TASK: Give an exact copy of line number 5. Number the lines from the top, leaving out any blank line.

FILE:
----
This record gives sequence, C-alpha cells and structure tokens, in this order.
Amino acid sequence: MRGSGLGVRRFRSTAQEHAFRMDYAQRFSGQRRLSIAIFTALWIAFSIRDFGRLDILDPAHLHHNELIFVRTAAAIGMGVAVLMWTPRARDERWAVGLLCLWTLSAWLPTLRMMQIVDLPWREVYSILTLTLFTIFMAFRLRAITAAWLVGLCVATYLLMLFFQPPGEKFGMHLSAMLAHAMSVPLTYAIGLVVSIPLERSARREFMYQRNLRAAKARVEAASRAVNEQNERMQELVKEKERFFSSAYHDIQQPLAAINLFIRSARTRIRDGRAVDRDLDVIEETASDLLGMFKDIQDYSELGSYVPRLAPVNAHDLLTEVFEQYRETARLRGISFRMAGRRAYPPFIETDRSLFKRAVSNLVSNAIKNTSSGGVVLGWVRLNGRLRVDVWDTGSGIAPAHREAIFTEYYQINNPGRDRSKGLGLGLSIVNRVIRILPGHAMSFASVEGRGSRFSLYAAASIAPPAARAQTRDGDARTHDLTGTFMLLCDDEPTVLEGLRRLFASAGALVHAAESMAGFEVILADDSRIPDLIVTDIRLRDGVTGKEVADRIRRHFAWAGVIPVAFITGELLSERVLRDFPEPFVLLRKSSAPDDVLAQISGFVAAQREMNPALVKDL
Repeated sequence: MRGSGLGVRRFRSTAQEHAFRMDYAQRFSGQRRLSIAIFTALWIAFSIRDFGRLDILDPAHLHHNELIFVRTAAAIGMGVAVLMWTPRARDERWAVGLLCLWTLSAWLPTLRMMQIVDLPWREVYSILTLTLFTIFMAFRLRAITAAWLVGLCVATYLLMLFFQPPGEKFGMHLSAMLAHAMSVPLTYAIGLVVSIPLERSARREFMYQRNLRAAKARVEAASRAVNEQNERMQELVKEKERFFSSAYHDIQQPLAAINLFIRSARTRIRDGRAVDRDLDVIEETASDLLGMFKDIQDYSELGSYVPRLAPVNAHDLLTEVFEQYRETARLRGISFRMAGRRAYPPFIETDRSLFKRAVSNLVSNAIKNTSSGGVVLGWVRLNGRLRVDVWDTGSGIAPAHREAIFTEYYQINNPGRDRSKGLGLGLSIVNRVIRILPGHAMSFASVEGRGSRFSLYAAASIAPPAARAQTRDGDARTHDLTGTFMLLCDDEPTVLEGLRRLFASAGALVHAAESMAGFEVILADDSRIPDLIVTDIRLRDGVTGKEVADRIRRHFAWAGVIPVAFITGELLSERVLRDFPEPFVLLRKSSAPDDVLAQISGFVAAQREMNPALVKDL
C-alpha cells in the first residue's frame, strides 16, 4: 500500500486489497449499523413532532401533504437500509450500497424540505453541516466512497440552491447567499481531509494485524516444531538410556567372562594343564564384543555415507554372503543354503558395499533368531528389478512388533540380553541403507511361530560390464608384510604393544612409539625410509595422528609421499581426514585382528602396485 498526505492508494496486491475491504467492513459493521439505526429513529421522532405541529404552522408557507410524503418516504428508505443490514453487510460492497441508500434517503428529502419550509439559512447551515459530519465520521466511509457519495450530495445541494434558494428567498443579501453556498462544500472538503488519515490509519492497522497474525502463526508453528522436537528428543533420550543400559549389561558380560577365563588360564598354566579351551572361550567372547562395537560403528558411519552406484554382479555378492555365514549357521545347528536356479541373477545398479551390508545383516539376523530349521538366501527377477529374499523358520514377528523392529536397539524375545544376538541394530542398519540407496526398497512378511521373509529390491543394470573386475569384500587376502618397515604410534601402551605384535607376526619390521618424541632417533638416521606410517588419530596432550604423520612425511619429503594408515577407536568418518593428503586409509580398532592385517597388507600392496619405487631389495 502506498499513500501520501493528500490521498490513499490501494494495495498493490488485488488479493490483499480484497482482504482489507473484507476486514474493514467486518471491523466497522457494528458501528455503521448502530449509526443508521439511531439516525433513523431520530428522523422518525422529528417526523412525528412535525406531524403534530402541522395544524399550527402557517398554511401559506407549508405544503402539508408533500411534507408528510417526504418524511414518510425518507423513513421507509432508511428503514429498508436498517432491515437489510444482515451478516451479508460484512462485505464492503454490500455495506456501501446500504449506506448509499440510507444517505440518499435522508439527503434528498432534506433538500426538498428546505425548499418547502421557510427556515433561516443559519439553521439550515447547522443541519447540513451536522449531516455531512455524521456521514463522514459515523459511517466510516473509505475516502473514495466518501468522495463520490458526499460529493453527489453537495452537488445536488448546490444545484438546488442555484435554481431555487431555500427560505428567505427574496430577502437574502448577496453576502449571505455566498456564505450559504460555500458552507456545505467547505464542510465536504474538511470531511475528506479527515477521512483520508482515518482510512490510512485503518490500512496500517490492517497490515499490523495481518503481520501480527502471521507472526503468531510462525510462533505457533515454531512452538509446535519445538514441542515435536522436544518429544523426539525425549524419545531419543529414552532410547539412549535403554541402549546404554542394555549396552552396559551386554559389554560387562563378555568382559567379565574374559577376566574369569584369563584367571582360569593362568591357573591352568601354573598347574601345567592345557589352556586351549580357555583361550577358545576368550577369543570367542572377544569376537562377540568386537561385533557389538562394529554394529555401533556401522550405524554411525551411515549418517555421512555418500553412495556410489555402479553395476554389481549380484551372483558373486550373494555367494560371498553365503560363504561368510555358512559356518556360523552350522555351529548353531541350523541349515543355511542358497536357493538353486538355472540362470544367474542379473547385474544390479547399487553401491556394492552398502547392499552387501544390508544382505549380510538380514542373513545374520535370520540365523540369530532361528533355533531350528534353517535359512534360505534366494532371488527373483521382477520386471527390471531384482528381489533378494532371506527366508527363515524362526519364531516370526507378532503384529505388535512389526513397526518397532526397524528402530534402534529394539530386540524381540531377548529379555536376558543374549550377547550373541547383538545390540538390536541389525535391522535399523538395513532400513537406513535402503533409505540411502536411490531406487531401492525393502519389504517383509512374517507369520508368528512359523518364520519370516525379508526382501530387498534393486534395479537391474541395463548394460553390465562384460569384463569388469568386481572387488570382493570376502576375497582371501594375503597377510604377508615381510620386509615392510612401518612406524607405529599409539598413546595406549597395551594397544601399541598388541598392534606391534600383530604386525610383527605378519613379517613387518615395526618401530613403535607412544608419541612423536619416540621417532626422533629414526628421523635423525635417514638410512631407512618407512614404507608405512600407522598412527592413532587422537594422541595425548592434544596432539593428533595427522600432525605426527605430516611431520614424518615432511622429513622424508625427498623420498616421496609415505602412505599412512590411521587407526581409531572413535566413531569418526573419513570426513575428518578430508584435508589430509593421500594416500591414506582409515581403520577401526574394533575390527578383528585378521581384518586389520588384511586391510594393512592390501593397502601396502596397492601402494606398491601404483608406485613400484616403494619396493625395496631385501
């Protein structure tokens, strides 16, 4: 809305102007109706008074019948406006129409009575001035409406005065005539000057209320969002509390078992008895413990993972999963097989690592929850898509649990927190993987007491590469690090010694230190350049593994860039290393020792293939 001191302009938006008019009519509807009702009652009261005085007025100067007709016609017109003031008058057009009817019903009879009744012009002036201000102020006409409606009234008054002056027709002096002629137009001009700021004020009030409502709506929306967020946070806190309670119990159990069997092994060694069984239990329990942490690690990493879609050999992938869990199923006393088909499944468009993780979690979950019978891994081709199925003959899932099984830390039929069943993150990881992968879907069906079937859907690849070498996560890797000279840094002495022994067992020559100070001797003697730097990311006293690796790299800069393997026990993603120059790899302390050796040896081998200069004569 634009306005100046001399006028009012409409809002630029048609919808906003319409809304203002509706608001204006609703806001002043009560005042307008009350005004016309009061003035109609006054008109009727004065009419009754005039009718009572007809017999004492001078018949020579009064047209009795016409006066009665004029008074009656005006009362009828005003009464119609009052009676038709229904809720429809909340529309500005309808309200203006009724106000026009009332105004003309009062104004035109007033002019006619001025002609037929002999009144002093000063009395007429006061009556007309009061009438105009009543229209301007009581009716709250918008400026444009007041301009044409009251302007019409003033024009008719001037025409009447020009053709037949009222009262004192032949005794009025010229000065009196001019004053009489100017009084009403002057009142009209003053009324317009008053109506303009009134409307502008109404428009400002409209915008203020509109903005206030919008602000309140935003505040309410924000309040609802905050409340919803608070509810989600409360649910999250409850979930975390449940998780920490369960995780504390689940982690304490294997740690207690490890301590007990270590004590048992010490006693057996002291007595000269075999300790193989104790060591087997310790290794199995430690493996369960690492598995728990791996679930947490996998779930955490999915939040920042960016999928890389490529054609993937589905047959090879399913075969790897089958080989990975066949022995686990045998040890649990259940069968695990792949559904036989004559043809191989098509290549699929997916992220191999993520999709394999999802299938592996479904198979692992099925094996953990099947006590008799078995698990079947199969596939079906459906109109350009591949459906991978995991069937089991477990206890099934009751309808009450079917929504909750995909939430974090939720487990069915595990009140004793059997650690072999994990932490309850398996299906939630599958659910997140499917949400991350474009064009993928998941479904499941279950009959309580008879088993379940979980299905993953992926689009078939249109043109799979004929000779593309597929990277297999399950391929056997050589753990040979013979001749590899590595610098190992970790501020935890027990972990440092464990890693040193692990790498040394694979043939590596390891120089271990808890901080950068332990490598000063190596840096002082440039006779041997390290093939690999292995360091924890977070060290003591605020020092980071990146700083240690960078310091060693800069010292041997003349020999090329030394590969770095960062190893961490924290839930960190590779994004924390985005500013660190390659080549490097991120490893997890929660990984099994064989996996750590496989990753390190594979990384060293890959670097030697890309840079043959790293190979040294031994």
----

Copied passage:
């Protein structure tokens, strides 16, 4: 809305102007109706008074019948406006129409009575001035409406005065005539000057209320969002509390078992008895413990993972999963097989690592929850898509649990927190993987007491590469690090010694230190350049593994860039290393020792293939 001191302009938006008019009519509807009702009652009261005085007025100067007709016609017109003031008058057009009817019903009879009744012009002036201000102020006409409606009234008054002056027709002096002629137009001009700021004020009030409502709506929306967020946070806190309670119990159990069997092994060694069984239990329990942490690690990493879609050999992938869990199923006393088909499944468009993780979690979950019978891994081709199925003959899932099984830390039929069943993150990881992968879907069906079937859907690849070498996560890797000279840094002495022994067992020559100070001797003697730097990311006293690796790299800069393997026990993603120059790899302390050796040896081998200069004569 634009306005100046001399006028009012409409809002630029048609919808906003319409809304203002509706608001204006609703806001002043009560005042307008009350005004016309009061003035109609006054008109009727004065009419009754005039009718009572007809017999004492001078018949020579009064047209009795016409006066009665004029008074009656005006009362009828005003009464119609009052009676038709229904809720429809909340529309500005309808309200203006009724106000026009009332105004003309009062104004035109007033002019006619001025002609037929002999009144002093000063009395007429006061009556007309009061009438105009009543229209301007009581009716709250918008400026444009007041301009044409009251302007019409003033024009008719001037025409009447020009053709037949009222009262004192032949005794009025010229000065009196001019004053009489100017009084009403002057009142009209003053009324317009008053109506303009009134409307502008109404428009400002409209915008203020509109903005206030919008602000309140935003505040309410924000309040609802905050409340919803608070509810989600409360649910999250409850979930975390449940998780920490369960995780504390689940982690304490294997740690207690490890301590007990270590004590048992010490006693057996002291007595000269075999300790193989104790060591087997310790290794199995430690493996369960690492598995728990791996679930947490996998779930955490999915939040920042960016999928890389490529054609993937589905047959090879399913075969790897089958080989990975066949022995686990045998040890649990259940069968695990792949559904036989004559043809191989098509290549699929997916992220191999993520999709394999999802299938592996479904198979692992099925094996953990099947006590008799078995698990079947199969596939079906459906109109350009591949459906991978995991069937089991477990206890099934009751309808009450079917929504909750995909939430974090939720487990069915595990009140004793059997650690072999994990932490309850398996299906939630599958659910997140499917949400991350474009064009993928998941479904499941279950009959309580008879088993379940979980299905993953992926689009078939249109043109799979004929000779593309597929990277297999399950391929056997050589753990040979013979001749590899590595610098190992970790501020935890027990972990440092464990890693040193692990790498040394694979043939590596390891120089271990808890901080950068332990490598000063190596840096002082440039006779041997390290093939690999292995360091924890977070060290003591605020020092980071990146700083240690960078310091060693800069010292041997003349020999090329030394590969770095960062190893961490924290839930960190590779994004924390985005500013660190390659080549490097991120490893997890929660990984099994064989996996750590496989990753390190594979990384060293890959670097030697890309840079043959790293190979040294031994």